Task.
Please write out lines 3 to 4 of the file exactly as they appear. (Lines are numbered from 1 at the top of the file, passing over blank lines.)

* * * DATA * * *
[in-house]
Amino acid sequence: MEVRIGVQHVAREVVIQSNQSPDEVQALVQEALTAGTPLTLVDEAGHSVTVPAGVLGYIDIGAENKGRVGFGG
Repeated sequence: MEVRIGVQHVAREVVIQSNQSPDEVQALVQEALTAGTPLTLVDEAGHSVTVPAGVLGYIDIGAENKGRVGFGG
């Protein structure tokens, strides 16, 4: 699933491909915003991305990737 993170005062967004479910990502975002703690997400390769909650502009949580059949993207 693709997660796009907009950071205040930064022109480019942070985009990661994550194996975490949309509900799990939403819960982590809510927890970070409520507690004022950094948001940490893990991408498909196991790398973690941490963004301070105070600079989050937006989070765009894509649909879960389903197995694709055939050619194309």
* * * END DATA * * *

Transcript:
Repeated sequence: MEVRIGVQHVAREVVIQSNQSPDEVQALVQEALTAGTPLTLVDEAGHSVTVPAGVLGYIDIGAENKGRVGFGG
């Protein structure tokens, strides 16, 4: 699933491909915003991305990737 993170005062967004479910990502975002703690997400390769909650502009949580059949993207 693709997660796009907009950071205040930064022109480019942070985009990661994550194996975490949309509900799990939403819960982590809510927890970070409520507690004022950094948001940490893990991408498909196991790398973690941490963004301070105070600079989050937006989070765009894509649909879960389903197995694709055939050619194309």